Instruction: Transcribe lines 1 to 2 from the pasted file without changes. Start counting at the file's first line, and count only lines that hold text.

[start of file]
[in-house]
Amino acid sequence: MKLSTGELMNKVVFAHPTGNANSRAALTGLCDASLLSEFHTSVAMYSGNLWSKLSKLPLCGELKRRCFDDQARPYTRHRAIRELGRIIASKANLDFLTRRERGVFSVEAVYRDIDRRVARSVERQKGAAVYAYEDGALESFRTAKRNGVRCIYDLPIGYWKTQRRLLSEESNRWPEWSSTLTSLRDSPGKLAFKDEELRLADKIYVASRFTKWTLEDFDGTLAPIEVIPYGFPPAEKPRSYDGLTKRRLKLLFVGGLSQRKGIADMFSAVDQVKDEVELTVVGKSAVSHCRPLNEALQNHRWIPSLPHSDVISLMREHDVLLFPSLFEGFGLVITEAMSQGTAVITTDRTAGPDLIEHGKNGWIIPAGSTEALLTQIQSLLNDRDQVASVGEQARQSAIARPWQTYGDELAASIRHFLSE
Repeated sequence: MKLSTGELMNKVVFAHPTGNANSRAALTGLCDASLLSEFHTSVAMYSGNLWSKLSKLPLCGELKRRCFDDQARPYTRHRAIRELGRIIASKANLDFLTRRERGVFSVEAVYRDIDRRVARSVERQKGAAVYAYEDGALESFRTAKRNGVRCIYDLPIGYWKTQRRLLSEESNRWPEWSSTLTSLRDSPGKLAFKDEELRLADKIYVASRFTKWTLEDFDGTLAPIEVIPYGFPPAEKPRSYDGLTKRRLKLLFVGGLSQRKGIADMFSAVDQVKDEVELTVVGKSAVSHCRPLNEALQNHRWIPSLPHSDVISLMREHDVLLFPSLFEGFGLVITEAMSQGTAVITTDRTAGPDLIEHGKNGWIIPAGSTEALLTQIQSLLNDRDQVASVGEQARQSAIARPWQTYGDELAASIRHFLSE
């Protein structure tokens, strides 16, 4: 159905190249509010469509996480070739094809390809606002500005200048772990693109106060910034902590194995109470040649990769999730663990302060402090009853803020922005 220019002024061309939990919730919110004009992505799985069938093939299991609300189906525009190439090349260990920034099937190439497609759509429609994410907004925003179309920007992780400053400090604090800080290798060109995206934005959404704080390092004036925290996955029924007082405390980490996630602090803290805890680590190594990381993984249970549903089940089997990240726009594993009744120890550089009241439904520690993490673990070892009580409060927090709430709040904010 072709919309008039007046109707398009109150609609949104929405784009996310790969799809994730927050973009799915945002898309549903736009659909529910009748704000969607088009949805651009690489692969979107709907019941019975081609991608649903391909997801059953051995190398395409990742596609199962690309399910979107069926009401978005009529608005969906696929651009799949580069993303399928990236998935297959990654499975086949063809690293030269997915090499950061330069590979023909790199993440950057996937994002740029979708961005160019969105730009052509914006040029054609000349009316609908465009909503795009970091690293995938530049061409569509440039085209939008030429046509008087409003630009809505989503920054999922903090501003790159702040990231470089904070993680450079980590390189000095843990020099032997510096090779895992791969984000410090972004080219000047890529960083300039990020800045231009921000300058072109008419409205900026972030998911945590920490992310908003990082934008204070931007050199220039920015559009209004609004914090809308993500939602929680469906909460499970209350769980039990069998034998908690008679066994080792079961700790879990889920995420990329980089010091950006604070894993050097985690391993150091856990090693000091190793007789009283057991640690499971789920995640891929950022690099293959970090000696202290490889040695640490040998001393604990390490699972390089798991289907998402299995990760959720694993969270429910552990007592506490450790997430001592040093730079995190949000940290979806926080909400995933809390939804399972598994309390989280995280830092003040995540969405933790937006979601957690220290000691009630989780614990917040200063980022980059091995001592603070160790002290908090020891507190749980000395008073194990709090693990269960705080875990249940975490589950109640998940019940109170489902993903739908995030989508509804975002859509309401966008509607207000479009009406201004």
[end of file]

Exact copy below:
[in-house]
Amino acid sequence: MKLSTGELMNKVVFAHPTGNANSRAALTGLCDASLLSEFHTSVAMYSGNLWSKLSKLPLCGELKRRCFDDQARPYTRHRAIRELGRIIASKANLDFLTRRERGVFSVEAVYRDIDRRVARSVERQKGAAVYAYEDGALESFRTAKRNGVRCIYDLPIGYWKTQRRLLSEESNRWPEWSSTLTSLRDSPGKLAFKDEELRLADKIYVASRFTKWTLEDFDGTLAPIEVIPYGFPPAEKPRSYDGLTKRRLKLLFVGGLSQRKGIADMFSAVDQVKDEVELTVVGKSAVSHCRPLNEALQNHRWIPSLPHSDVISLMREHDVLLFPSLFEGFGLVITEAMSQGTAVITTDRTAGPDLIEHGKNGWIIPAGSTEALLTQIQSLLNDRDQVASVGEQARQSAIARPWQTYGDELAASIRHFLSE